When brothers tired of the hard work in the forests they decided it was time to find other ways of earning a living.  In 1899, Alfred and Leander had visited their sister, Maria and her husband who were then living in Olalla.  There they had the opportunity to also meet other emigrants from Larsmo, most of whom were strawberry farmers.  The attraction was so great that both brothers bought land in Olalla and started farming themselves including raising poultry and, of course, the strawberries.  Johannes bought his land in Olalla and started working it in 1904.  All three brothers met and married women who had emigrated from Munsala.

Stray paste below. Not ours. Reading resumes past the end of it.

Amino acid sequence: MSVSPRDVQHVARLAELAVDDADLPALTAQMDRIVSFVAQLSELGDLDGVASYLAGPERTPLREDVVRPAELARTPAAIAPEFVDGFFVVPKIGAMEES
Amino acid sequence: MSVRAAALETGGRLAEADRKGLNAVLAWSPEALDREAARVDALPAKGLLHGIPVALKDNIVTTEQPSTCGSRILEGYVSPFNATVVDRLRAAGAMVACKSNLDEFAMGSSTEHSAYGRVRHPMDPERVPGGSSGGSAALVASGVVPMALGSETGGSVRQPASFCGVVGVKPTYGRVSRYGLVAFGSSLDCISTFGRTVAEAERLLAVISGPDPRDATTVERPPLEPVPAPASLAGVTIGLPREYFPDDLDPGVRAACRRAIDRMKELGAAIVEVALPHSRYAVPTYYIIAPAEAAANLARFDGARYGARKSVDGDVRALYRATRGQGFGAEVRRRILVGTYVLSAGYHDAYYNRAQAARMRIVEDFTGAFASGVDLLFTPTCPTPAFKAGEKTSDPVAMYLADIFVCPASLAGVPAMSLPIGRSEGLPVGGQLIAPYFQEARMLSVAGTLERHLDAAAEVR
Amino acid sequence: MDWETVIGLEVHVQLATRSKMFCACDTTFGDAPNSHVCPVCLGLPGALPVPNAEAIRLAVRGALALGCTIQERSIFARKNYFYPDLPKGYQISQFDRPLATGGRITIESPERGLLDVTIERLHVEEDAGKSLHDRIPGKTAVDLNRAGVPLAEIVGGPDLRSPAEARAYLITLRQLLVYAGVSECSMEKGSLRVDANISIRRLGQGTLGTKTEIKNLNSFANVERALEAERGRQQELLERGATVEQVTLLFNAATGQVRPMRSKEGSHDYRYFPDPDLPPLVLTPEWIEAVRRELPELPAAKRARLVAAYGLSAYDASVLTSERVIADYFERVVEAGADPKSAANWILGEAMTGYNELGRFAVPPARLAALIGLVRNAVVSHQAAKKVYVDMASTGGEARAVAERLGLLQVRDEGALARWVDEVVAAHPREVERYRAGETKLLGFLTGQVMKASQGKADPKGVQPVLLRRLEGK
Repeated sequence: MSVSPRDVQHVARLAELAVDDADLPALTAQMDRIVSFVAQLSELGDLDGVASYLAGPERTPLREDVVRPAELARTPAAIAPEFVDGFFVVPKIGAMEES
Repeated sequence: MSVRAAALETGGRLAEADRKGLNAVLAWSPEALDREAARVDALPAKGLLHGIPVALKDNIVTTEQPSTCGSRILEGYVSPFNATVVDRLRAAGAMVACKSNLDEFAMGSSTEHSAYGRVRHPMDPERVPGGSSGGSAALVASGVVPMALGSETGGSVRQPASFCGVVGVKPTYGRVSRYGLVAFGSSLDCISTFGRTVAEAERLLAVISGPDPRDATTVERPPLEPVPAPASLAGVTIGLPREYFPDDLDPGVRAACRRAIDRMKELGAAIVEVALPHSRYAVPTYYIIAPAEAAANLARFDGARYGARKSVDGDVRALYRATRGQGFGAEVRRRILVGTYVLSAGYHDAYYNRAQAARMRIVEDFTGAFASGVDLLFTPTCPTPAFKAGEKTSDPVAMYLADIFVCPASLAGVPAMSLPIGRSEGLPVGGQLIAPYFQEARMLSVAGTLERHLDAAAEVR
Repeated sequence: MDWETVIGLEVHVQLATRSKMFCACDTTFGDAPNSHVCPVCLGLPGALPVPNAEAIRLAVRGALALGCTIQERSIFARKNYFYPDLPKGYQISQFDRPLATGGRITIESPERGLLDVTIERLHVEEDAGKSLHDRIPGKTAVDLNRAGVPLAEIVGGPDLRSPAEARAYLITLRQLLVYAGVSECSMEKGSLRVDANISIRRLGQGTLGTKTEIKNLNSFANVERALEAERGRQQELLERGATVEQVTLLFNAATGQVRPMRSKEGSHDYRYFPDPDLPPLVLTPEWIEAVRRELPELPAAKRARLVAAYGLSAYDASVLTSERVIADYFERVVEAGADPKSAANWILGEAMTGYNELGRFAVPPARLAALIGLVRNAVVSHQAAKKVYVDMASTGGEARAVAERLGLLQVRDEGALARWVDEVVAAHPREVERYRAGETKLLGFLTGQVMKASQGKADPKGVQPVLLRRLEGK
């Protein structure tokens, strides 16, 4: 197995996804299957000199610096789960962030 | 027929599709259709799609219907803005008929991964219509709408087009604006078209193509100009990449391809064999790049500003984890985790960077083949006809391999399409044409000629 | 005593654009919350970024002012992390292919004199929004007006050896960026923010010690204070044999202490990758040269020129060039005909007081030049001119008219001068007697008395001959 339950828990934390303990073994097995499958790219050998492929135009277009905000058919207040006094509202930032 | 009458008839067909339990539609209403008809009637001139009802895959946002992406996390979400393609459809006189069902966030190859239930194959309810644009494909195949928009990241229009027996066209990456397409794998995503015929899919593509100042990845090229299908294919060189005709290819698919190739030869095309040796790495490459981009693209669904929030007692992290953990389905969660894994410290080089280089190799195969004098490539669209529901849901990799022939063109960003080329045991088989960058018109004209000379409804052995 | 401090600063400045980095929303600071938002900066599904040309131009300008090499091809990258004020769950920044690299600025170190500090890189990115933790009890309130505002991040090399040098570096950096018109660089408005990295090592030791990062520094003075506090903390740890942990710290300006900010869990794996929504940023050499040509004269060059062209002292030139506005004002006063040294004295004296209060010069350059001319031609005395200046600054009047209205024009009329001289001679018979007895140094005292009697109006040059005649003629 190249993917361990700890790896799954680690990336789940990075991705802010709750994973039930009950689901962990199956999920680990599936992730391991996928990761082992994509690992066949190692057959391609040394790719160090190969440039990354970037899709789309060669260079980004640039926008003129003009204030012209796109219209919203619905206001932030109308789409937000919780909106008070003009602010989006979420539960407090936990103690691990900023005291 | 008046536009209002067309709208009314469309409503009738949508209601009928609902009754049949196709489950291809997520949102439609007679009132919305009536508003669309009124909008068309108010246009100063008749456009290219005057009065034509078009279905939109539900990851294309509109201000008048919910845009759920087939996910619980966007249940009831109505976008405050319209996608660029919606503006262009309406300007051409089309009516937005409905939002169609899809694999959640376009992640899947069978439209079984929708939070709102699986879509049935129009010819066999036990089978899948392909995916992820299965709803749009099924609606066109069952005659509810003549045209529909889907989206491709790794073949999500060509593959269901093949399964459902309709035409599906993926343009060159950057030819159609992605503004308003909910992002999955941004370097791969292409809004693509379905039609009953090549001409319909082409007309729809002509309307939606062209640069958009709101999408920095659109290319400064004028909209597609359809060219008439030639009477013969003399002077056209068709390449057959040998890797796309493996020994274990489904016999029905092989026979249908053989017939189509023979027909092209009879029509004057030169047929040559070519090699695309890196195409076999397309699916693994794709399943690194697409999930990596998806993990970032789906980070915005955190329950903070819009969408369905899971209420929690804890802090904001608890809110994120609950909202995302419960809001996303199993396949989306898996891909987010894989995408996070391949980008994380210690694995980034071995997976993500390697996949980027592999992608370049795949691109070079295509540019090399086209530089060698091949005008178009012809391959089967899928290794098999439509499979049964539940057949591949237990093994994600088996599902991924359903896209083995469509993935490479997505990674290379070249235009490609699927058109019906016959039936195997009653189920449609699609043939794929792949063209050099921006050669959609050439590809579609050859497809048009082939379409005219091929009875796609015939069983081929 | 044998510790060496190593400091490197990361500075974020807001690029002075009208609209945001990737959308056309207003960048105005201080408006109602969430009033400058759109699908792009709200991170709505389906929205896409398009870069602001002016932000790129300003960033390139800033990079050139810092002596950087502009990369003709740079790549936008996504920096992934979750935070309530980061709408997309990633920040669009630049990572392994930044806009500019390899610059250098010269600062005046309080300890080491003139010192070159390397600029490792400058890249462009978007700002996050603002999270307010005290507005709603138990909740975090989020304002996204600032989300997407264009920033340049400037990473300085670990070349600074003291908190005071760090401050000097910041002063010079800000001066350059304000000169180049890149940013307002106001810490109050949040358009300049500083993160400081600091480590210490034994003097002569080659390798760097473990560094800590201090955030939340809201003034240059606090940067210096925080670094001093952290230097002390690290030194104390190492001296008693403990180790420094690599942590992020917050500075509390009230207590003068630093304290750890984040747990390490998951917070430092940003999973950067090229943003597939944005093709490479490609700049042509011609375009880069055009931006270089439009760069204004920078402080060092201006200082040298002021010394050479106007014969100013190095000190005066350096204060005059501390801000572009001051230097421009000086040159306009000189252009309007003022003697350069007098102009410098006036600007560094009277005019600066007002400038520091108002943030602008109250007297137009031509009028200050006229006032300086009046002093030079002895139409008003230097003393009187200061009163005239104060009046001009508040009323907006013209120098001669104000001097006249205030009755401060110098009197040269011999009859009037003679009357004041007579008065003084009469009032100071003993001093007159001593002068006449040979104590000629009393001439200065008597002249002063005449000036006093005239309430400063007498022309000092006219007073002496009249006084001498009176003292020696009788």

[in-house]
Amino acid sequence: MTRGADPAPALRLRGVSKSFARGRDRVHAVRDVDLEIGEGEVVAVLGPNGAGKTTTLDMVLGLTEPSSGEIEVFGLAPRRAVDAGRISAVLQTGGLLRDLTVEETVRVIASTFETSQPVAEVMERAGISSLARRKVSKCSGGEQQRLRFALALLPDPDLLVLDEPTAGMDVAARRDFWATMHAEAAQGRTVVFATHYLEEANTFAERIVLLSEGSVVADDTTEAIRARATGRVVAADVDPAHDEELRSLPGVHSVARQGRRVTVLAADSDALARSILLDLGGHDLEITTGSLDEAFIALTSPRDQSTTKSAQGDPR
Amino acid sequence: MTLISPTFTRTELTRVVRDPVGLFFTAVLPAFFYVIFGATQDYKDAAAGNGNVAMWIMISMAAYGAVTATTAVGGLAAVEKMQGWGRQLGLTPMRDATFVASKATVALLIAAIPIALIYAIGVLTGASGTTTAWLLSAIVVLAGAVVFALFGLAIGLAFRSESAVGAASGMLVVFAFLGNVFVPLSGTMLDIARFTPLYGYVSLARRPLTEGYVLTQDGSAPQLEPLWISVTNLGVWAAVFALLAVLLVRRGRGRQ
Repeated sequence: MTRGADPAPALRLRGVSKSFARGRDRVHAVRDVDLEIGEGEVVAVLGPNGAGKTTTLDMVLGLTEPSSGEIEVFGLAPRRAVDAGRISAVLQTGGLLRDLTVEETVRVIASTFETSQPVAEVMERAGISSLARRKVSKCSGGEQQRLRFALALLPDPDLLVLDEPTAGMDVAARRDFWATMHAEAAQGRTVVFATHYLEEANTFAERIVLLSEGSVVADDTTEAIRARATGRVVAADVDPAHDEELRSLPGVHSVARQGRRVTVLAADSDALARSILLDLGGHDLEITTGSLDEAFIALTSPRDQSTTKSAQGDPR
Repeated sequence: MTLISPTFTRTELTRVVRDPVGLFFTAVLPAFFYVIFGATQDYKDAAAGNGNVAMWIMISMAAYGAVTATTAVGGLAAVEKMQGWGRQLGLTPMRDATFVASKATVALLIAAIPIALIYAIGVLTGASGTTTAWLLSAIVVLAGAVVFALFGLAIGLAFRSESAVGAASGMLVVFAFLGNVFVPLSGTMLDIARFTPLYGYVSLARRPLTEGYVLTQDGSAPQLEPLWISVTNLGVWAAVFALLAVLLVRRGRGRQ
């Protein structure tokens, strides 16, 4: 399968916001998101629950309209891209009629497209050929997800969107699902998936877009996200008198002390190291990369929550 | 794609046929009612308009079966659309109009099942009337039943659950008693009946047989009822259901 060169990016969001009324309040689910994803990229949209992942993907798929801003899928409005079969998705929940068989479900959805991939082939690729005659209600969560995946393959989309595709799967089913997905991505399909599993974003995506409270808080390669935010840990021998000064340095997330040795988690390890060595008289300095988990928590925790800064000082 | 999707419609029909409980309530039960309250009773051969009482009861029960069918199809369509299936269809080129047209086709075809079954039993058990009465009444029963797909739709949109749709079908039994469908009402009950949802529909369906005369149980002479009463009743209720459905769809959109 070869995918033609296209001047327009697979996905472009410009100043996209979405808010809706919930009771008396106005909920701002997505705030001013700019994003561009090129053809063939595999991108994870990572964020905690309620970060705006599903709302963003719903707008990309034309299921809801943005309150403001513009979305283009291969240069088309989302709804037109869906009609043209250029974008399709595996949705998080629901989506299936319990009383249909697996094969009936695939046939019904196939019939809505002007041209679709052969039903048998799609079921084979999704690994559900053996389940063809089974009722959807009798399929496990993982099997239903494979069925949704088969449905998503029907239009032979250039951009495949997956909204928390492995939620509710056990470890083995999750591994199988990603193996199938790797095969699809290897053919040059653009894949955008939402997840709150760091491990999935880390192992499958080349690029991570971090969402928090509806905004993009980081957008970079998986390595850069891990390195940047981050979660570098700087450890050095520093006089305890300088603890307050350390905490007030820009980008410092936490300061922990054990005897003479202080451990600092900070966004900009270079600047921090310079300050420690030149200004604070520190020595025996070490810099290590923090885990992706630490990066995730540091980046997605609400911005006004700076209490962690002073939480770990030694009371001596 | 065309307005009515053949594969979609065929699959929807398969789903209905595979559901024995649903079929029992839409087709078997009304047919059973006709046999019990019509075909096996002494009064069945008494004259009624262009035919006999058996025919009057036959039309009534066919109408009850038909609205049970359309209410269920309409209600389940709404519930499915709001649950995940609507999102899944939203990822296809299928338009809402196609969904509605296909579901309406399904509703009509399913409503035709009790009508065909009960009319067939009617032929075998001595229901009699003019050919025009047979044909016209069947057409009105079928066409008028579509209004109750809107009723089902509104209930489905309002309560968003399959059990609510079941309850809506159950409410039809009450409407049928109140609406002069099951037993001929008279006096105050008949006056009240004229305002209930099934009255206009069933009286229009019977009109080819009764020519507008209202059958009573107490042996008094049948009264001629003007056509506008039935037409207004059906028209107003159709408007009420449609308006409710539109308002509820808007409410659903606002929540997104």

Alfred and his first wife, Hanna, had four boys, George, Theodore, John and Edward and one girl, Alma. Leander and Katarina had one son, Hugo  and two daughters, Ida and Elsie.  Johannes and Ida had one son, Walter.

Alfred continued farming although he made most of the farm's profit from his poultry.  One of his sons, George, was active in fishing in Alaska.  We'll learn more about his sons John and Edward later.  Alfred died in 1957 at age 83 from heart troubles from which he had suffered for years.

Leander had a great interest in human society and actively followed what was going on in his homeland of Finland, its wars with Russia, Europe, his new emigrant community in America and its surrounding areas.  World affairs and education were a great draw for him.  He was widely read and was an early subscriber to many magazines, and all though written in Swedish they were sent home to his family back in Finland when he had finished reading them.